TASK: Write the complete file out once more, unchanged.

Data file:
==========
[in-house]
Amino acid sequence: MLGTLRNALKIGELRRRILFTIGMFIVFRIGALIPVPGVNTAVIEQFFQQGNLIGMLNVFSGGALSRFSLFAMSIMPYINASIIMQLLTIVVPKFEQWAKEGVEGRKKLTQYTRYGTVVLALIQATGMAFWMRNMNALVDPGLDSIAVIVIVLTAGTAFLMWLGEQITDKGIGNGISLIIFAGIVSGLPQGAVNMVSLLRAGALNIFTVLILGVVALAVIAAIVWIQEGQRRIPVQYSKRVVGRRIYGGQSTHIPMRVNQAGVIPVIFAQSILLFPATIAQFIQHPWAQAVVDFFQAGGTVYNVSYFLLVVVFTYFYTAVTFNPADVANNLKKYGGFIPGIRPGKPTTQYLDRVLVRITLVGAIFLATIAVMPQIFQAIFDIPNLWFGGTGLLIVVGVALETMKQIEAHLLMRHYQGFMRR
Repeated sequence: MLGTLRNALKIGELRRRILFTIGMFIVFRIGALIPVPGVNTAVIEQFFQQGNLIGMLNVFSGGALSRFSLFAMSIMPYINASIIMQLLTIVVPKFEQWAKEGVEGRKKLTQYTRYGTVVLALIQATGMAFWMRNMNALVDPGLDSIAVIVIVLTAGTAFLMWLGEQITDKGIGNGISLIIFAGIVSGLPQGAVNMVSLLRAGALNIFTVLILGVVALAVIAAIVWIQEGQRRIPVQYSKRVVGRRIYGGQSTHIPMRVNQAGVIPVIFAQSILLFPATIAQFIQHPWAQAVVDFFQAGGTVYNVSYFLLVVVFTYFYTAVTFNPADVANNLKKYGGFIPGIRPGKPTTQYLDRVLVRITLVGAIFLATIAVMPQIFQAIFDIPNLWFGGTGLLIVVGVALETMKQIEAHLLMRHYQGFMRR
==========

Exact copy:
[in-house]
Amino acid sequence: MLGTLRNALKIGELRRRILFTIGMFIVFRIGALIPVPGVNTAVIEQFFQQGNLIGMLNVFSGGALSRFSLFAMSIMPYINASIIMQLLTIVVPKFEQWAKEGVEGRKKLTQYTRYGTVVLALIQATGMAFWMRNMNALVDPGLDSIAVIVIVLTAGTAFLMWLGEQITDKGIGNGISLIIFAGIVSGLPQGAVNMVSLLRAGALNIFTVLILGVVALAVIAAIVWIQEGQRRIPVQYSKRVVGRRIYGGQSTHIPMRVNQAGVIPVIFAQSILLFPATIAQFIQHPWAQAVVDFFQAGGTVYNVSYFLLVVVFTYFYTAVTFNPADVANNLKKYGGFIPGIRPGKPTTQYLDRVLVRITLVGAIFLATIAVMPQIFQAIFDIPNLWFGGTGLLIVVGVALETMKQIEAHLLMRHYQGFMRR
Repeated sequence: MLGTLRNALKIGELRRRILFTIGMFIVFRIGALIPVPGVNTAVIEQFFQQGNLIGMLNVFSGGALSRFSLFAMSIMPYINASIIMQLLTIVVPKFEQWAKEGVEGRKKLTQYTRYGTVVLALIQATGMAFWMRNMNALVDPGLDSIAVIVIVLTAGTAFLMWLGEQITDKGIGNGISLIIFAGIVSGLPQGAVNMVSLLRAGALNIFTVLILGVVALAVIAAIVWIQEGQRRIPVQYSKRVVGRRIYGGQSTHIPMRVNQAGVIPVIFAQSILLFPATIAQFIQHPWAQAVVDFFQAGGTVYNVSYFLLVVVFTYFYTAVTFNPADVANNLKKYGGFIPGIRPGKPTTQYLDRVLVRITLVGAIFLATIAVMPQIFQAIFDIPNLWFGGTGLLIVVGVALETMKQIEAHLLMRHYQGFMRR